Updated: On the heels of data showing high online shopping volume on both Black Friday and Sunday, I’m wondering what’s left for so-called Cyber Monday when everyone returns to work and supposedly hops online for deals. On Friday I asked if Cyber Monday had been time-shifted, because so many people can now shop so comfortably at home via their broadband connections.
According to subsequent data, the answer appears to be “yes.” Traffic to retail sites hit a peak of 7.38 million visitors per minute late afternoon Eastern time on Sunday, according to Akamai (s akam), a few million above the Black Friday peak of of 6.69 million visitors per minute. Data today will show how the weekend and Black Friday stacked up against the Cyber Monday rush, but as of 10 a.m. ET it was hovering at just above 6 million visitors per minute. I’ll update later today, of course. Update: Cyber Monday held on with 7,909,317 visitors per minute to retail sites as measured by Akamai this afternoon around 3 pm ET.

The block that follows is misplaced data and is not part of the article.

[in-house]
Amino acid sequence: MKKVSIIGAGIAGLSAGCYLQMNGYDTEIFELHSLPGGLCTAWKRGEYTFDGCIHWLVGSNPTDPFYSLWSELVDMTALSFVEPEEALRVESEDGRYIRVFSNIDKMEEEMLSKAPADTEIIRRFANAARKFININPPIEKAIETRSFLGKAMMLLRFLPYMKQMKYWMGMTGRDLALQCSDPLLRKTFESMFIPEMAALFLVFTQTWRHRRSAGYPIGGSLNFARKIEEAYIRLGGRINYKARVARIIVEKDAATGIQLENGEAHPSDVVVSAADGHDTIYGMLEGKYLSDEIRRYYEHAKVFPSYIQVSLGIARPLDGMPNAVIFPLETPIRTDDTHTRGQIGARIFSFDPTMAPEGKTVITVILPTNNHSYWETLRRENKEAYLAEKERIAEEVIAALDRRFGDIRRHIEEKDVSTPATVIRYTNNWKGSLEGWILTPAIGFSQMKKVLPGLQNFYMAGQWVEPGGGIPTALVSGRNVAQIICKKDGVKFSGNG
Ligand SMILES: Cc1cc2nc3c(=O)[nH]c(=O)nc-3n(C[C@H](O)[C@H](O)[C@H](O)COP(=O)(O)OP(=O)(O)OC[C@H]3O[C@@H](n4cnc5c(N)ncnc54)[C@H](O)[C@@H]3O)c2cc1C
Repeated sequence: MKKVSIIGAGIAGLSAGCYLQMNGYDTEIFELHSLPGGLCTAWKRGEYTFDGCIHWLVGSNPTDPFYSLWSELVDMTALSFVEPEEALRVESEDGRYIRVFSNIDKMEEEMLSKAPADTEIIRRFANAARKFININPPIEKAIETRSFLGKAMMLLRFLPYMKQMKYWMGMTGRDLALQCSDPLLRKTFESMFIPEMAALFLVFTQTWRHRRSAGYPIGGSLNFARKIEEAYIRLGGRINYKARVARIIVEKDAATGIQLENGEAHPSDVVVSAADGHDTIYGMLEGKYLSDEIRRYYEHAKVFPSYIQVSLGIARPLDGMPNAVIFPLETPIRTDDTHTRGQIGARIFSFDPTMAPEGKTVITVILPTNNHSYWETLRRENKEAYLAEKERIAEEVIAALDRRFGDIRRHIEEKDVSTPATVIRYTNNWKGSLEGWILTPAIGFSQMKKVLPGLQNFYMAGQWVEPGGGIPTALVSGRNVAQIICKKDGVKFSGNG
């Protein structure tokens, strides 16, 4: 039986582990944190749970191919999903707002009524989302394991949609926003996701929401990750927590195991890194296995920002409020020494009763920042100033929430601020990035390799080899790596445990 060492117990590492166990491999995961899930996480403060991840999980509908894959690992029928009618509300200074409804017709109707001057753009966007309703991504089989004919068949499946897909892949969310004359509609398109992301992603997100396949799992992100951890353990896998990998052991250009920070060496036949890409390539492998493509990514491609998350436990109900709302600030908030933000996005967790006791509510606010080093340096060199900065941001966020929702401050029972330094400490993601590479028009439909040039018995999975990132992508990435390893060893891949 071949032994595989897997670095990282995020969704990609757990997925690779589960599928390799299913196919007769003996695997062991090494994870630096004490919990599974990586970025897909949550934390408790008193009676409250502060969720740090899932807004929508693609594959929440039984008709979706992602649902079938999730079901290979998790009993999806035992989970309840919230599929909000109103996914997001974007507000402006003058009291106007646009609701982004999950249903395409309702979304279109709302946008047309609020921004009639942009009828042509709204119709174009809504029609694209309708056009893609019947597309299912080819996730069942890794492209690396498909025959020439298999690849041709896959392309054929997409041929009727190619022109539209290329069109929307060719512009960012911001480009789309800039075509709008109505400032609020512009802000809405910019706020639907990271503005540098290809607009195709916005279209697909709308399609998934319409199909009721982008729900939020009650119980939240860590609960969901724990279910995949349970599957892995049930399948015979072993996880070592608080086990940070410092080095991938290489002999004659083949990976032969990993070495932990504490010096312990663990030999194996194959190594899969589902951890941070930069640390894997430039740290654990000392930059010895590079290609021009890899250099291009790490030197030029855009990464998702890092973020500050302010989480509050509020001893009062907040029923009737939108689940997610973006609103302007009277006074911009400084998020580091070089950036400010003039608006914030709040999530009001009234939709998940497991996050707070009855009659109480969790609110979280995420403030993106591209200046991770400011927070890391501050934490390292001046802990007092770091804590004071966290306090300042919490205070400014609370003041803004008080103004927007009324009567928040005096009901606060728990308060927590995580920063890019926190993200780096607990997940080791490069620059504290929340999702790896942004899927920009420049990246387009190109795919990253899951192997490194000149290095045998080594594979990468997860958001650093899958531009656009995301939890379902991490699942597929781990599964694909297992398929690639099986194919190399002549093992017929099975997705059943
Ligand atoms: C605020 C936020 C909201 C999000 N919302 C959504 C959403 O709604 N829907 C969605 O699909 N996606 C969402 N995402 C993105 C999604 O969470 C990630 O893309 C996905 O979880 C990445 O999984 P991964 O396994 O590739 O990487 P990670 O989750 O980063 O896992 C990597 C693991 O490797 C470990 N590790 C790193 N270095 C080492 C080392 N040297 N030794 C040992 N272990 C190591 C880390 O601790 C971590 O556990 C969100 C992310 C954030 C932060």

While retailers can get people to hit the web by using Cyber Monday discounts provided online, I know I’ve already scored some sweet deals and am pretty much tapped out when it comes to gifts I can purchase online. I may not be the only one, according to a research note issued today by Colin Sebastian, VP and senior analyst of digital media and the Internet at Lazard Capital Markets:
While Cyber Monday may be the ceremonial kick-off to holiday spending, we note that some sales were likely pulled forward due to more aggressive Thanksgiving/Black Friday promotions by both pure-play and multi-channel sites.
Overall, Black Friday sales rose half a percent in brick-and-mortar stores, to $10.066 billion, according to ShopperTrak, which tracks retail sales, and were up 11 percent to $913 million online, according to comScore. That’s better than expected online, but no word on how deep discounting affected sales. However, big winners appear to be eBay’s PayPal unit, which saw a 25 percent year-over-year increase in payment volume on Thanksgiving Day and a 20 percent rise on Black Friday. Mobile online payments through PayPal were 140 percent higher than an average Friday.
And Amazon (s amzn) seems to have taken the crown for most-visited web site on Black Friday, attracting 13.55 percent of online shoppers, according to Experian Hitwise data. However, the book seller also released data today showing that its Kindle e-Reader saw record sales in November as folks shopped for the holidays. The question for Amazon and other online retailers is: Will they continue to hit new highs or has the peak passed? Even if we’ve hit the peak, continued high traffic (and hopefully sales volume) may mean the peaks are ultimately less important, which will turn Black Friday and Cyber Monday into anachronisms online.